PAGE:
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Asia

Governed by graft - Indian politics stuck in deadlock

For days now, Indian parliament has been in a deadlock, with the opposition demanding the resignation of the country's prime minister over the government's latest 'coalgate' scandal.

The deadlock in India's parliament started on August 21 after a report was released by the country's official auditor, citing a "lack of transparency and objectivity" in the distribution of mining rights.

Parliament was adjourned again on Monday due to protests over the so-called "coalgate" scandal led by the opposition Bharatiya Janata Party (BJP).

According to the report, the Indian government sold off coalfields to private companies at extremely low giveaway prices instead of auctioning them off to the highest bidder, causing the state to miss out on over 30 billion US dollars. The Hindu nationalist BJP has spoken of "crony capitalism" and demanded the resignation of Manmohan Singh.

"If the prime minister is serious about holding up accountability when wrongdoings have taken place, he must take the logical conclusion and the moral responsibility and resign," said BJP spokesman Ravi Shankar Prasad.

The BJP has also called for an independent investigation into the affair.

'Let the people decide'

Prime Minister Manmohan Singh was prevented by an onslaught of boos and distraction from commenting on the matter before parliament. Instead, the 79-year-old head of government spoke outside to journalists:

Indian Prime Minister Manmohan Singh addresses the media after he was shouted down by opposition politicians in the lower house of Parliament in New Delhi, 27 August 2012. Photo: EPA/STR dpa - Bildfunk

Manmohan Singh was prevented from addressing parliament about 'coalgate'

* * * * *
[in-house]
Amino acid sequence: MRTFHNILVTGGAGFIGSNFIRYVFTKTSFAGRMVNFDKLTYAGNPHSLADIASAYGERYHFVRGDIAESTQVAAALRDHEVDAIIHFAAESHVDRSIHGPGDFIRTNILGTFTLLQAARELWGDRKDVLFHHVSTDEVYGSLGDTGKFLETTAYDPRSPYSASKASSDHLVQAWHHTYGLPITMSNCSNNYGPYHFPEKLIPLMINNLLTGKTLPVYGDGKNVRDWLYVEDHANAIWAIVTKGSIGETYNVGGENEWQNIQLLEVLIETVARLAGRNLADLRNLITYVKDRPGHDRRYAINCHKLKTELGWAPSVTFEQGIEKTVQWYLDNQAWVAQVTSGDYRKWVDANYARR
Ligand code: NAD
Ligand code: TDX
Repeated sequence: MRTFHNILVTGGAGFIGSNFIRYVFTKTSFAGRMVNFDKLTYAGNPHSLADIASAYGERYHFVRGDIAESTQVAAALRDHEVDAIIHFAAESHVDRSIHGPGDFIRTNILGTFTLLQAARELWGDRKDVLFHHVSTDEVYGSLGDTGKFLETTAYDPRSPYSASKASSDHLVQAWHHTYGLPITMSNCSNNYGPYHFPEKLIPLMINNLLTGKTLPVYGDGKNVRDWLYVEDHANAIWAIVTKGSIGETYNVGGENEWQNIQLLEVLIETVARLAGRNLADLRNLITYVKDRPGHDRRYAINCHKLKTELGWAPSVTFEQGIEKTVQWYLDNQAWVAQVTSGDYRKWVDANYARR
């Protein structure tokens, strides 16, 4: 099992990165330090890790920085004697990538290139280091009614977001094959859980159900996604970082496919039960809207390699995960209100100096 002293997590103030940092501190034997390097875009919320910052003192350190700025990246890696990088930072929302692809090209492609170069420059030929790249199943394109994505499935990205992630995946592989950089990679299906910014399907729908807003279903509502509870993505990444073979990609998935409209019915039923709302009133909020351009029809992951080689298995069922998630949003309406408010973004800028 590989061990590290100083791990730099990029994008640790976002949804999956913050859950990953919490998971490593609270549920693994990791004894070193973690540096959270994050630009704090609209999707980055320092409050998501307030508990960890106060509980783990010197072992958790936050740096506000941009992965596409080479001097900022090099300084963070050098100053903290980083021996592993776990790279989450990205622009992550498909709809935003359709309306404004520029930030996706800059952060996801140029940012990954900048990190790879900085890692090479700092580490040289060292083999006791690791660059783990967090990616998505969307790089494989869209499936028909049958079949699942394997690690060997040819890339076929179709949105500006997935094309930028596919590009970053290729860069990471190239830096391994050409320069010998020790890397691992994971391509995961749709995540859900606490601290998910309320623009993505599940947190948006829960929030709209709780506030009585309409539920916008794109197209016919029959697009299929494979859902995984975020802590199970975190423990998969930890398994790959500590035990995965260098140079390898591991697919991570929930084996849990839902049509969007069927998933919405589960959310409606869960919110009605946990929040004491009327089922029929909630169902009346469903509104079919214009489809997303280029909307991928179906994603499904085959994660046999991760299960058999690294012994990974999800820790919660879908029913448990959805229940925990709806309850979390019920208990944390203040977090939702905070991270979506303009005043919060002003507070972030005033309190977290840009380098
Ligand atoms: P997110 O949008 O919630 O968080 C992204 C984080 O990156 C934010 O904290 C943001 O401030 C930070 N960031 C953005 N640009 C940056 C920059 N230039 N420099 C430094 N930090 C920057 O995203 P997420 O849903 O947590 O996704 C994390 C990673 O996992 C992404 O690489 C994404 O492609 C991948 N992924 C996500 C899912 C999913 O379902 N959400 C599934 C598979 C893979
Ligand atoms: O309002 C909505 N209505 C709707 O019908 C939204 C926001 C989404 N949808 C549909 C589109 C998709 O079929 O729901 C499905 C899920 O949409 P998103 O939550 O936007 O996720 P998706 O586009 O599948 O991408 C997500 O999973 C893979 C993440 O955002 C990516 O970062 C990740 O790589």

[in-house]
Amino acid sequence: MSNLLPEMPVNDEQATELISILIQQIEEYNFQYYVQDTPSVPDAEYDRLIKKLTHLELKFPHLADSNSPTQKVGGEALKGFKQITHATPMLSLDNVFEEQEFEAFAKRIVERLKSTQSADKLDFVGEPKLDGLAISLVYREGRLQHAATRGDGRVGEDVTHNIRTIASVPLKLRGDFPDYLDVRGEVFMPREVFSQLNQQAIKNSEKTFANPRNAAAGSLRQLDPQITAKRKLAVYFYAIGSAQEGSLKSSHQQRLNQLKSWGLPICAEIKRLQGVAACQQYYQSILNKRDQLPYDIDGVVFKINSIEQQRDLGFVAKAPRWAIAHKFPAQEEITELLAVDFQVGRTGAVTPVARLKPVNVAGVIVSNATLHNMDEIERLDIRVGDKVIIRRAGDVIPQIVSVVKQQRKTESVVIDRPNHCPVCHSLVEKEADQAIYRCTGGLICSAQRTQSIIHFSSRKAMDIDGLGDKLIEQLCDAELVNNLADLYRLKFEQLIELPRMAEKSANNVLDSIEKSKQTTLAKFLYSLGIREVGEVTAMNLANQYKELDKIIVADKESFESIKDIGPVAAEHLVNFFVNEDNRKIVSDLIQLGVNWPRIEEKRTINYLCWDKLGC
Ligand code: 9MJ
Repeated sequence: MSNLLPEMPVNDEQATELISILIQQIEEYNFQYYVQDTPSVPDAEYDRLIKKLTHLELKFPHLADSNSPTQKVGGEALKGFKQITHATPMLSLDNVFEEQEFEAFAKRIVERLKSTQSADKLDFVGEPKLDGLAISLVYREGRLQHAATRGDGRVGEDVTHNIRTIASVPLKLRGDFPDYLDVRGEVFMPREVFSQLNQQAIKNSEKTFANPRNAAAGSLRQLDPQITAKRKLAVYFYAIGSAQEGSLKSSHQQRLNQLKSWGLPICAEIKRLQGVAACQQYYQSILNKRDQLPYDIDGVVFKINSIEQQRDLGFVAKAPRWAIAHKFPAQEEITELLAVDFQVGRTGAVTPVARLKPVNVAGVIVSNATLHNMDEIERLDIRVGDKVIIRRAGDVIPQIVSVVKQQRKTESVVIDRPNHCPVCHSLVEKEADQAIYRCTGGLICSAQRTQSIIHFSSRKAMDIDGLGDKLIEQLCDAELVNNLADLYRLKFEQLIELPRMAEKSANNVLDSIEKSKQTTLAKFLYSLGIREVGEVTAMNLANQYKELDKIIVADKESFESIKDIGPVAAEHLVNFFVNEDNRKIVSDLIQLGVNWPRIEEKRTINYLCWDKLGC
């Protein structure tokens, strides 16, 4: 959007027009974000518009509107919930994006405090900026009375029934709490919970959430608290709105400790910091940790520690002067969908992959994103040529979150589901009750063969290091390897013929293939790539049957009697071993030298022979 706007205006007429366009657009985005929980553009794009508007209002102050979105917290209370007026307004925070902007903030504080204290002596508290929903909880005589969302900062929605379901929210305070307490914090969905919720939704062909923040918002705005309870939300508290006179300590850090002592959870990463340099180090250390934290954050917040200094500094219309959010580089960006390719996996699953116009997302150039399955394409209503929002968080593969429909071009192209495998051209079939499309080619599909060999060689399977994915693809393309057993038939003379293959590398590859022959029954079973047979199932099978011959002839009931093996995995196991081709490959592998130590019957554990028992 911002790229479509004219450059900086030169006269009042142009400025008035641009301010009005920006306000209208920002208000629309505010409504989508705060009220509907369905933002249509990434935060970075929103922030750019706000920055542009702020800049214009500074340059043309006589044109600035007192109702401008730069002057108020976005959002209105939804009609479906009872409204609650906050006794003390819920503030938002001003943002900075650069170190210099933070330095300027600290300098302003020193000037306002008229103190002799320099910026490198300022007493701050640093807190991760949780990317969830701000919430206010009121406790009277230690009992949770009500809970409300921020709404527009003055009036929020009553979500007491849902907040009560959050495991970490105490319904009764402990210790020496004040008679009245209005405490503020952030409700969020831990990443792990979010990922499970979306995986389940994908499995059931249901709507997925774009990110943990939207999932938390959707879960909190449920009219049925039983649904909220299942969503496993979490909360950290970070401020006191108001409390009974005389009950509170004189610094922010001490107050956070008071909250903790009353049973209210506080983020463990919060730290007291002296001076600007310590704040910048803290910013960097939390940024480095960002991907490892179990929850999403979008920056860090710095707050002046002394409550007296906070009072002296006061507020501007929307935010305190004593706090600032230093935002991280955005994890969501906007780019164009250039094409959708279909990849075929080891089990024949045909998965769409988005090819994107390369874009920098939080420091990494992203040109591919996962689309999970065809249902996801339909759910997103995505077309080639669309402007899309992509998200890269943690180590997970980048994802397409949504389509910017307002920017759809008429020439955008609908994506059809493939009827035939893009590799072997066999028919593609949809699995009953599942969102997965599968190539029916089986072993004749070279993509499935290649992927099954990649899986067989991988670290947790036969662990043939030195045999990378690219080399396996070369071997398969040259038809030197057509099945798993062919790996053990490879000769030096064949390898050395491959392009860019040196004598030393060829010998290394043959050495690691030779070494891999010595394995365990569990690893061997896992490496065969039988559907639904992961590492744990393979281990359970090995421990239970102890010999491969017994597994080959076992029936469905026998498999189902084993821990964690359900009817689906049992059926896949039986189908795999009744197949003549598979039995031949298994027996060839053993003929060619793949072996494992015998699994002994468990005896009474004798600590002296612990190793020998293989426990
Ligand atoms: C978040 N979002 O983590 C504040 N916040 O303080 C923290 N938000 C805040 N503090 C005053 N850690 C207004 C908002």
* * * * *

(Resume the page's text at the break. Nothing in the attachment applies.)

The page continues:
"I'm sorry that the house is not allowed to function and the BJP is determined to disrupt the normal functioning of parliament. I wish to assure the country that we have a very strong and credible case. The observations … are disputable and they will be challenged when the matter comes to court ... So once again, I appeal to the opposition to come back to the house, we'll debate all these issues and let the country judge where the truth lies."

Though the prime minister is seen as being a person of integrity, this is not the first time members of his government coalition have been involved in corruption scandals. One of the most prominent ones involved the selling of mobile phone licenses at cut-rate prices in 2010 - a scandal that is said to have cost the government up to 40 billion dollars.

Governed by graft

But corruption is not unknown to the opposition either, especially in the mining industry. Influential BJP politicians in a number of states are under scrutiny for involvement in a number of ventures for personal gain.

This fall's parliamentary session, which ends on Saturday, could have been used to tackle other pressing issues, such as getting the economy back on its feet, working to sort out problems in the education and energy sector and trying to find a solution to poverty.

"I suppose we have reached a stage in our history where we should stop expecting … I don't know - civilized behavior at one point and completely ethical politicians. I think we have gone past that," one frustrated Indian citizen commented.

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